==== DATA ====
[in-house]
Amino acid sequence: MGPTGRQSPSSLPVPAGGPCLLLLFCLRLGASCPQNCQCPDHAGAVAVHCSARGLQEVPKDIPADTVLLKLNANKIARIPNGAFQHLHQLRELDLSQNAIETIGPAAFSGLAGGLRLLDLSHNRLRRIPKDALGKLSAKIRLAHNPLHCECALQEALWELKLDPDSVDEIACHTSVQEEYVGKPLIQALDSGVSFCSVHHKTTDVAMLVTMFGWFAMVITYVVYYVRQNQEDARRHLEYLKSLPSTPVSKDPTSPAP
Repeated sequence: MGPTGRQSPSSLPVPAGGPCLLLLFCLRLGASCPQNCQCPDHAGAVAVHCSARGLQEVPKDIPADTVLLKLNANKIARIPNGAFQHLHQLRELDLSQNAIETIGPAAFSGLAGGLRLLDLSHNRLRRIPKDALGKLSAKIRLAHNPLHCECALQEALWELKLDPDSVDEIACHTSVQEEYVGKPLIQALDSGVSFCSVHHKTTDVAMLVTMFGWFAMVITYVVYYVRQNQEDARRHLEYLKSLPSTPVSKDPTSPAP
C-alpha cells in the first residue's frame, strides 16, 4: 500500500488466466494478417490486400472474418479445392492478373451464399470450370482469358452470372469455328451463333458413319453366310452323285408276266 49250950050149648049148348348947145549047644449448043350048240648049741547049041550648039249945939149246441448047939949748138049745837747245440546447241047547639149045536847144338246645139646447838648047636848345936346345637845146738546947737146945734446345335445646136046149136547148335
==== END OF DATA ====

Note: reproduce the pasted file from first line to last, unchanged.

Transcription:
[in-house]
Amino acid sequence: MGPTGRQSPSSLPVPAGGPCLLLLFCLRLGASCPQNCQCPDHAGAVAVHCSARGLQEVPKDIPADTVLLKLNANKIARIPNGAFQHLHQLRELDLSQNAIETIGPAAFSGLAGGLRLLDLSHNRLRRIPKDALGKLSAKIRLAHNPLHCECALQEALWELKLDPDSVDEIACHTSVQEEYVGKPLIQALDSGVSFCSVHHKTTDVAMLVTMFGWFAMVITYVVYYVRQNQEDARRHLEYLKSLPSTPVSKDPTSPAP
Repeated sequence: MGPTGRQSPSSLPVPAGGPCLLLLFCLRLGASCPQNCQCPDHAGAVAVHCSARGLQEVPKDIPADTVLLKLNANKIARIPNGAFQHLHQLRELDLSQNAIETIGPAAFSGLAGGLRLLDLSHNRLRRIPKDALGKLSAKIRLAHNPLHCECALQEALWELKLDPDSVDEIACHTSVQEEYVGKPLIQALDSGVSFCSVHHKTTDVAMLVTMFGWFAMVITYVVYYVRQNQEDARRHLEYLKSLPSTPVSKDPTSPAP
C-alpha cells in the first residue's frame, strides 16, 4: 500500500488466466494478417490486400472474418479445392492478373451464399470450370482469358452470372469455328451463333458413319453366310452323285408276266 49250950050149648049148348348947145549047644449448043350048240648049741547049041550648039249945939149246441448047939949748138049745837747245440546447241047547639149045536847144338246645139646447838648047636848345936346345637845146738546947737146945734446345335445646136046149136547148335